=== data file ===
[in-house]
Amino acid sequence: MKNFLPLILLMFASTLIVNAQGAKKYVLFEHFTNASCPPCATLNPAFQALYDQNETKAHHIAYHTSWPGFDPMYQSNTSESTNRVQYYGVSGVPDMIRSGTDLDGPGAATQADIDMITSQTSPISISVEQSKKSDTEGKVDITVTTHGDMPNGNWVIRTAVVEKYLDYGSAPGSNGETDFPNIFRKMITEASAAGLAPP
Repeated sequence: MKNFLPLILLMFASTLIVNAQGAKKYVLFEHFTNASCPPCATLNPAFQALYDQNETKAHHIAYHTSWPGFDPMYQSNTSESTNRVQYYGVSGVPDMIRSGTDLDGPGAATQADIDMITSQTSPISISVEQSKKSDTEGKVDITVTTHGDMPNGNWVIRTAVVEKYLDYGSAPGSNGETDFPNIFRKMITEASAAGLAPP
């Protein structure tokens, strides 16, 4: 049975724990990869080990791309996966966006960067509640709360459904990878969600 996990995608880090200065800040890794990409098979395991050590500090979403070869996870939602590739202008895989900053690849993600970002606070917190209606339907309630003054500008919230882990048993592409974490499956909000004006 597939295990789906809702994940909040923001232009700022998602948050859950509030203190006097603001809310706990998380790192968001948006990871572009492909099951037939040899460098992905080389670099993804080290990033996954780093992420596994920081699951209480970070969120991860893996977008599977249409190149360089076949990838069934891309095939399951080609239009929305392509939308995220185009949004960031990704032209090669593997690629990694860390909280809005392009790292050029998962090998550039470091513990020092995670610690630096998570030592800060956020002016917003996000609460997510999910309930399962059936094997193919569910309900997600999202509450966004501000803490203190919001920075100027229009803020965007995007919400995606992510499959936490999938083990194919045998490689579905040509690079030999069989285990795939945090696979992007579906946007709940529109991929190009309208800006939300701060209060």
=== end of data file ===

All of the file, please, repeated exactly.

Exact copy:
[in-house]
Amino acid sequence: MKNFLPLILLMFASTLIVNAQGAKKYVLFEHFTNASCPPCATLNPAFQALYDQNETKAHHIAYHTSWPGFDPMYQSNTSESTNRVQYYGVSGVPDMIRSGTDLDGPGAATQADIDMITSQTSPISISVEQSKKSDTEGKVDITVTTHGDMPNGNWVIRTAVVEKYLDYGSAPGSNGETDFPNIFRKMITEASAAGLAPP
Repeated sequence: MKNFLPLILLMFASTLIVNAQGAKKYVLFEHFTNASCPPCATLNPAFQALYDQNETKAHHIAYHTSWPGFDPMYQSNTSESTNRVQYYGVSGVPDMIRSGTDLDGPGAATQADIDMITSQTSPISISVEQSKKSDTEGKVDITVTTHGDMPNGNWVIRTAVVEKYLDYGSAPGSNGETDFPNIFRKMITEASAAGLAPP
């Protein structure tokens, strides 16, 4: 049975724990990869080990791309996966966006960067509640709360459904990878969600 996990995608880090200065800040890794990409098979395991050590500090979403070869996870939602590739202008895989900053690849993600970002606070917190209606339907309630003054500008919230882990048993592409974490499956909000004006 597939295990789906809702994940909040923001232009700022998602948050859950509030203190006097603001809310706990998380790192968001948006990871572009492909099951037939040899460098992905080389670099993804080290990033996954780093992420596994920081699951209480970070969120991860893996977008599977249409190149360089076949990838069934891309095939399951080609239009929305392509939308995220185009949004960031990704032209090669593997690629990694860390909280809005392009790292050029998962090998550039470091513990020092995670610690630096998570030592800060956020002016917003996000609460997510999910309930399962059936094997193919569910309900997600999202509450966004501000803490203190919001920075100027229009803020965007995007919400995606992510499959936490999938083990194919045998490689579905040509690079030999069989285990795939945090696979992007579906946007709940529109991929190009309208800006939300701060209060």